Staying risk management-minded
Just when you think it couldn’t happen — not in this day in age when communications are instant and regulatory oversight abounds — somewhere along the supply chain someone falters and you pay a hefty price.
The risks of trading globally have always been huge — that’s why we have legal instruments like letters of credit. Companies needed two banks to sit in between trading partners to ensure everything went as planned and no one got hurt.
As global trade and related shipper tools have evolved, outsourcing is now common among both domestic and international logistics operations, and companies have become more comfortable, or maybe even accustomed, to doing business with many vendors for a range of functions, but a lot of the risks still exist.
Today’s shippers have no choice in many instances to collaborate externally to get the job done, and there’s indeed significant benefits to working together with vendors in terms of cost savings, efficiency, access to new sources or markets, etc. However, shippers can easily lose sight of the risks that exist just under surface when they put their freight, information, money, compliance, and other important processes in the hands of another company.
A number of shippers, including some of those representing the biggest brands in the market, learned in late March that freight payment firm Trendset became embroiled in a case of embezzlement and fraud, which put an undetermined amount of money the company was holding on behalf of its shipper clients in peril.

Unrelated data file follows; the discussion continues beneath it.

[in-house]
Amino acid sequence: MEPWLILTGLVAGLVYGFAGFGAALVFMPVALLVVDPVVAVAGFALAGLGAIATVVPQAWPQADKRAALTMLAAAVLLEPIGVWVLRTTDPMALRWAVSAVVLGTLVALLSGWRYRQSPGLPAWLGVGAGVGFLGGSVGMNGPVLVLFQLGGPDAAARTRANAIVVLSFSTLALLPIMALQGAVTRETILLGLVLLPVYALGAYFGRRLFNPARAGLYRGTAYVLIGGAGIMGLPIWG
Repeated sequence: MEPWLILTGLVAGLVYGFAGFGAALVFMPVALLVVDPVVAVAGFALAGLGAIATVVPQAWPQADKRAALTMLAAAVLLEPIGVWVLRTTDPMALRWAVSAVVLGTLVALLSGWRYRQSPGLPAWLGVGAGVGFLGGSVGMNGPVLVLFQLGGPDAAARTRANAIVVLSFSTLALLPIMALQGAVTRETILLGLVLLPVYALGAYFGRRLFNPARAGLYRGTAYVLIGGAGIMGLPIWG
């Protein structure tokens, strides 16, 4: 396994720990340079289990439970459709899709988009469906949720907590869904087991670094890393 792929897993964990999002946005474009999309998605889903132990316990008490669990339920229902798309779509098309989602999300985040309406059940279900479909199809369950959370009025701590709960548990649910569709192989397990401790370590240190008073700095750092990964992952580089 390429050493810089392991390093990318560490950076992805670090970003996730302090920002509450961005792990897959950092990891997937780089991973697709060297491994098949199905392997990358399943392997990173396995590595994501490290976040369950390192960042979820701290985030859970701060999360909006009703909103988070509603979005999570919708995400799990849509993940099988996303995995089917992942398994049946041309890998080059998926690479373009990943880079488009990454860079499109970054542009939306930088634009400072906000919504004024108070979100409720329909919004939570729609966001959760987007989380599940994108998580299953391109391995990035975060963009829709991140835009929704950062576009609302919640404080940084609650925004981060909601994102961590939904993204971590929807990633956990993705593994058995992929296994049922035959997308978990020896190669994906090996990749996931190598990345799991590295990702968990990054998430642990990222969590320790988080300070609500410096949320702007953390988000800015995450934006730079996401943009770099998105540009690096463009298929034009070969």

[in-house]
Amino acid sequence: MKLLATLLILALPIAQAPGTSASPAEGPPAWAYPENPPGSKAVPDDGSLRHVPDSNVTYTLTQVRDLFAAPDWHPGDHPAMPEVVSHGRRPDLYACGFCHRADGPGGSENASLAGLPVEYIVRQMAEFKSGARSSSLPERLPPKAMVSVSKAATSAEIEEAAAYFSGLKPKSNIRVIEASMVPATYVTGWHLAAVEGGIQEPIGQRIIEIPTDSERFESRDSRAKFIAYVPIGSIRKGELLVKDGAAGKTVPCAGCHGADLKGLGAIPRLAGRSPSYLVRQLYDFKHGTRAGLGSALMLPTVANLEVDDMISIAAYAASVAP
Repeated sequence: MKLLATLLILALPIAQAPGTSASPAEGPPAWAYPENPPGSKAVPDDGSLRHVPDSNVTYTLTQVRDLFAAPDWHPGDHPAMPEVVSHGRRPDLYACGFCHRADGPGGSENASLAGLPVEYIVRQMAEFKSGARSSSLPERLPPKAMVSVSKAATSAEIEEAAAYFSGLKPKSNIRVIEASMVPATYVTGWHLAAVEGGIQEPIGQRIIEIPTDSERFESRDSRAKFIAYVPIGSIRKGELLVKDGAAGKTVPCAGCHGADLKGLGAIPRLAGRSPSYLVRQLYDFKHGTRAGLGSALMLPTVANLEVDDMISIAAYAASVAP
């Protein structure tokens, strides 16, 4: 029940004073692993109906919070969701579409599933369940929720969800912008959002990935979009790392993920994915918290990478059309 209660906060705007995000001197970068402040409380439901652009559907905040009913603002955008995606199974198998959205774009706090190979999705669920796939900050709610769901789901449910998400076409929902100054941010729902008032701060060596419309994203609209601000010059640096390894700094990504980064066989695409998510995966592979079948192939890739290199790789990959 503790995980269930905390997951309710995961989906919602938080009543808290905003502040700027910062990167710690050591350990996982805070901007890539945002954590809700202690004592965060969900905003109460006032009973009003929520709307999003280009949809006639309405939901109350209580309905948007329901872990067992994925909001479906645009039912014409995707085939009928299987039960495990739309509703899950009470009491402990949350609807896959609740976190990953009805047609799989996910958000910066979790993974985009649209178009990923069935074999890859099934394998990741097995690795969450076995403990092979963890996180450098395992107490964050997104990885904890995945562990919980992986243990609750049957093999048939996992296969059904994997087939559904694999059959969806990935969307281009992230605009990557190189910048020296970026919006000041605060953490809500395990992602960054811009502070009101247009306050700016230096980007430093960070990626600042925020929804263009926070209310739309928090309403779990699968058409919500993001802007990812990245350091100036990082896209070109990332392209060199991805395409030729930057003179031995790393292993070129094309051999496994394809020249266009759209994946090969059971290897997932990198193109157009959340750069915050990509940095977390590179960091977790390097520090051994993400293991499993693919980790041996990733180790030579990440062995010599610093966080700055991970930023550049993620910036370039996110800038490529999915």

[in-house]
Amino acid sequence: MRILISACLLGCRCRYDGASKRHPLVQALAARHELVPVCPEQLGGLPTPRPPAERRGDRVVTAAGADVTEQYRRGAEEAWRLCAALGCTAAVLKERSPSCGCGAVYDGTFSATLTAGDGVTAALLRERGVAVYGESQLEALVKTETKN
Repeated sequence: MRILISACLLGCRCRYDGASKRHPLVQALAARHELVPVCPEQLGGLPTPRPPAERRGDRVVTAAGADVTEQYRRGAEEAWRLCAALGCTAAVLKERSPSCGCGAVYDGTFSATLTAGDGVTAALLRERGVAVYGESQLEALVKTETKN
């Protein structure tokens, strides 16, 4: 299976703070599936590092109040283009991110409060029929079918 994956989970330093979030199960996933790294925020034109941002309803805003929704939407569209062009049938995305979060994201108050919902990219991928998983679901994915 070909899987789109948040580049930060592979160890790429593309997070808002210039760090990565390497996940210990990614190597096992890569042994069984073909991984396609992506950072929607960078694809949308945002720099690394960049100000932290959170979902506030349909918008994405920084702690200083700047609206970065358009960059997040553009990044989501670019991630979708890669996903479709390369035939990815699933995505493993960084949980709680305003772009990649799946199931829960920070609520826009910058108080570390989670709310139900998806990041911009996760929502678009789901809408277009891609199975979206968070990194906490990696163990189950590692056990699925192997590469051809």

The concept of the widely used third party freight bill payer is simple — the entity collects money from shipper clients and uses it to pay the carriers on their behalf. However, it’s not too difficult to picture an unscrupulous vendor using this money for activities other than paying the shippers’ carriers.
An even bigger risk across the entire supply chain spectrum is the increased sharing of business information with third parties via the Internet and other mobile technologies. While information may be shared, manipulated and analyzed in near real-time, it can also be used maliciously by vendors to pit shippers against each other or end-run export and import compliance.
Unfortunately, it’s easy for many shippers to be lulled into a false sense of security with their vendors or develop the mindset that “it won’t happen to me.” While disaster may not strike today, tomorrow, next month or even next year, the reality is that those unchecked risks loom in the background waiting to deliver a blow to the unprepared corporation.
The important takeaway from all of this is that shippers must continually vet their vendors — both new and established — because no one else is going to do it for them.
We’ll send it to you!
Register now and get the free AS Daily.